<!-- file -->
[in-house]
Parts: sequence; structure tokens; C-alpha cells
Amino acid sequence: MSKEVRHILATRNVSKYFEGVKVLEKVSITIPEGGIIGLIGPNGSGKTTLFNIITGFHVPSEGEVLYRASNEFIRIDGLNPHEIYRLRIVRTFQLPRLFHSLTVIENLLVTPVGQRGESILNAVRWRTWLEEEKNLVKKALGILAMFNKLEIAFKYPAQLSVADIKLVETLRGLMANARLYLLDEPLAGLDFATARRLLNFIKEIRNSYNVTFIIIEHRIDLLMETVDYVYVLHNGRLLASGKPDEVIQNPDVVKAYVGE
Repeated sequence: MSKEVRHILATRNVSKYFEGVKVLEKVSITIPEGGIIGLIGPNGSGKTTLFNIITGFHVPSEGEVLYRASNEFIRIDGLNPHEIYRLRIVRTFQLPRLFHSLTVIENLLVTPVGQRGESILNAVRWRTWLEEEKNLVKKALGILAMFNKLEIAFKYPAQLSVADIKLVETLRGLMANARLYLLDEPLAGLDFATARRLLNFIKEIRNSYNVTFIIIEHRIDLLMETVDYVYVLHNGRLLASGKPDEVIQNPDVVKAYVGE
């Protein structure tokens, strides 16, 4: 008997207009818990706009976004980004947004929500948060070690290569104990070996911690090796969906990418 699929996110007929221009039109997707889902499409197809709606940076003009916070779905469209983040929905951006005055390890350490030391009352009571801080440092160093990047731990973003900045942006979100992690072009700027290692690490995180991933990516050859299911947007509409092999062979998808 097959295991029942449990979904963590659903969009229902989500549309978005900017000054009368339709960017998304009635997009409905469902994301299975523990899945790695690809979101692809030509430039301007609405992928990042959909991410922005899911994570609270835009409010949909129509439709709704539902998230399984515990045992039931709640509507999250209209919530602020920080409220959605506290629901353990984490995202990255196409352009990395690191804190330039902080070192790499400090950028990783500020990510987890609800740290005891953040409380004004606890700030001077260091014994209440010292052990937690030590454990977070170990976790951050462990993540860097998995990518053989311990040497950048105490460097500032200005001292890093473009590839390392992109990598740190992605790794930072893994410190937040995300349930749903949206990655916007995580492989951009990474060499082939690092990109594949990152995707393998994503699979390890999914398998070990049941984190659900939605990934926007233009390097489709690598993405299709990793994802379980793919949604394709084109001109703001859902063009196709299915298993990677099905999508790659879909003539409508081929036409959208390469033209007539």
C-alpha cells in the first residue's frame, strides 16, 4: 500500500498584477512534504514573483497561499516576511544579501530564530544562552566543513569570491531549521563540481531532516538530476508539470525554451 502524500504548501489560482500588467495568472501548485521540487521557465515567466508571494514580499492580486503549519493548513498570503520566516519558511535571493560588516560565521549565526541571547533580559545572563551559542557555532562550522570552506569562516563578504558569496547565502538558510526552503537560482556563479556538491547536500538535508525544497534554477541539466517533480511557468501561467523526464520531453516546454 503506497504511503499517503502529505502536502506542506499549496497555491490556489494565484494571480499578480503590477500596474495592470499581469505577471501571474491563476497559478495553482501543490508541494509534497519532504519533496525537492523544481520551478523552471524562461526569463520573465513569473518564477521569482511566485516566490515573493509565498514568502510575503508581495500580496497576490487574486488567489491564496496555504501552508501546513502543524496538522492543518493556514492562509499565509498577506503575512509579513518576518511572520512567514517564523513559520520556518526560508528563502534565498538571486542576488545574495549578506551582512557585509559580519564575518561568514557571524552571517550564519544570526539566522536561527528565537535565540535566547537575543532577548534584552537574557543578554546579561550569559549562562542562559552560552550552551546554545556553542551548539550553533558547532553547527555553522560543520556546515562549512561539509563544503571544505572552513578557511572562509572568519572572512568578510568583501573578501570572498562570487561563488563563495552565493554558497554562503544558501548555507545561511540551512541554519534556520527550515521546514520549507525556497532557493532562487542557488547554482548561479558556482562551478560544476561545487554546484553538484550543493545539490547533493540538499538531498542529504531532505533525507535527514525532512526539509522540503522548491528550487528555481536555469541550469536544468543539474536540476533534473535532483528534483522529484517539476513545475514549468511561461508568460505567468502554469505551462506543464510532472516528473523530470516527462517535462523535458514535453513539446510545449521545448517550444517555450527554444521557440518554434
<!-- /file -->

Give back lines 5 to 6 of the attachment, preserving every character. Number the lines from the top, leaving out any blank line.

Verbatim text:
């Protein structure tokens, strides 16, 4: 008997207009818990706009976004980004947004929500948060070690290569104990070996911690090796969906990418 699929996110007929221009039109997707889902499409197809709606940076003009916070779905469209983040929905951006005055390890350490030391009352009571801080440092160093990047731990973003900045942006979100992690072009700027290692690490995180991933990516050859299911947007509409092999062979998808 097959295991029942449990979904963590659903969009229902989500549309978005900017000054009368339709960017998304009635997009409905469902994301299975523990899945790695690809979101692809030509430039301007609405992928990042959909991410922005899911994570609270835009409010949909129509439709709704539902998230399984515990045992039931709640509507999250209209919530602020920080409220959605506290629901353990984490995202990255196409352009990395690191804190330039902080070192790499400090950028990783500020990510987890609800740290005891953040409380004004606890700030001077260091014994209440010292052990937690030590454990977070170990976790951050462990993540860097998995990518053989311990040497950048105490460097500032200005001292890093473009590839390392992109990598740190992605790794930072893994410190937040995300349930749903949206990655916007995580492989951009990474060499082939690092990109594949990152995707393998994503699979390890999914398998070990049941984190659900939605990934926007233009390097489709690598993405299709990793994802379980793919949604394709084109001109703001859902063009196709299915298993990677099905999508790659879909003539409508081929036409959208390469033209007539």
C-alpha cells in the first residue's frame, strides 16, 4: 500500500498584477512534504514573483497561499516576511544579501530564530544562552566543513569570491531549521563540481531532516538530476508539470525554451 502524500504548501489560482500588467495568472501548485521540487521557465515567466508571494514580499492580486503549519493548513498570503520566516519558511535571493560588516560565521549565526541571547533580559545572563551559542557555532562550522570552506569562516563578504558569496547565502538558510526552503537560482556563479556538491547536500538535508525544497534554477541539466517533480511557468501561467523526464520531453516546454 503506497504511503499517503502529505502536502506542506499549496497555491490556489494565484494571480499578480503590477500596474495592470499581469505577471501571474491563476497559478495553482501543490508541494509534497519532504519533496525537492523544481520551478523552471524562461526569463520573465513569473518564477521569482511566485516566490515573493509565498514568502510575503508581495500580496497576490487574486488567489491564496496555504501552508501546513502543524496538522492543518493556514492562509499565509498577506503575512509579513518576518511572520512567514517564523513559520520556518526560508528563502534565498538571486542576488545574495549578506551582512557585509559580519564575518561568514557571524552571517550564519544570526539566522536561527528565537535565540535566547537575543532577548534584552537574557543578554546579561550569559549562562542562559552560552550552551546554545556553542551548539550553533558547532553547527555553522560543520556546515562549512561539509563544503571544505572552513578557511572562509572568519572572512568578510568583501573578501570572498562570487561563488563563495552565493554558497554562503544558501548555507545561511540551512541554519534556520527550515521546514520549507525556497532557493532562487542557488547554482548561479558556482562551478560544476561545487554546484553538484550543493545539490547533493540538499538531498542529504531532505533525507535527514525532512526539509522540503522548491528550487528555481536555469541550469536544468543539474536540476533534473535532483528534483522529484517539476513545475514549468511561461508568460505567468502554469505551462506543464510532472516528473523530470516527462517535462523535458514535453513539446510545449521545448517550444517555450527554444521557440518554434